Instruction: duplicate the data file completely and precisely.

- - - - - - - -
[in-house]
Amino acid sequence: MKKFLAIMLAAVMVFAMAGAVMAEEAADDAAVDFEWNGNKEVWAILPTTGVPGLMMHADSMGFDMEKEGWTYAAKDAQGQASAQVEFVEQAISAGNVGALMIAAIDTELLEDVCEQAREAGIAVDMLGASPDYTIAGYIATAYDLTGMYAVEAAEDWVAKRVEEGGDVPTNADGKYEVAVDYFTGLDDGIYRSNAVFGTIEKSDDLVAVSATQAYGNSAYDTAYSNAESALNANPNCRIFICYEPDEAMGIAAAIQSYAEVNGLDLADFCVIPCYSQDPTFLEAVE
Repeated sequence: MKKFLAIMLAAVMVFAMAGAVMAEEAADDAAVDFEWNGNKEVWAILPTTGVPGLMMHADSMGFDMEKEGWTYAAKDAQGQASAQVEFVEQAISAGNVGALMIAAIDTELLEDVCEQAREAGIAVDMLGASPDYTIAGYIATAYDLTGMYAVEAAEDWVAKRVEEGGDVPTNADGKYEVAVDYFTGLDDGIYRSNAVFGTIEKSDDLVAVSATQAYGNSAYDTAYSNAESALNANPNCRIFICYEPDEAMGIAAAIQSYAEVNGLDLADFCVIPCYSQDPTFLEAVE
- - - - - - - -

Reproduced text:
[in-house]
Amino acid sequence: MKKFLAIMLAAVMVFAMAGAVMAEEAADDAAVDFEWNGNKEVWAILPTTGVPGLMMHADSMGFDMEKEGWTYAAKDAQGQASAQVEFVEQAISAGNVGALMIAAIDTELLEDVCEQAREAGIAVDMLGASPDYTIAGYIATAYDLTGMYAVEAAEDWVAKRVEEGGDVPTNADGKYEVAVDYFTGLDDGIYRSNAVFGTIEKSDDLVAVSATQAYGNSAYDTAYSNAESALNANPNCRIFICYEPDEAMGIAAAIQSYAEVNGLDLADFCVIPCYSQDPTFLEAVE
Repeated sequence: MKKFLAIMLAAVMVFAMAGAVMAEEAADDAAVDFEWNGNKEVWAILPTTGVPGLMMHADSMGFDMEKEGWTYAAKDAQGQASAQVEFVEQAISAGNVGALMIAAIDTELLEDVCEQAREAGIAVDMLGASPDYTIAGYIATAYDLTGMYAVEAAEDWVAKRVEEGGDVPTNADGKYEVAVDYFTGLDDGIYRSNAVFGTIEKSDDLVAVSATQAYGNSAYDTAYSNAESALNANPNCRIFICYEPDEAMGIAAAIQSYAEVNGLDLADFCVIPCYSQDPTFLEAVE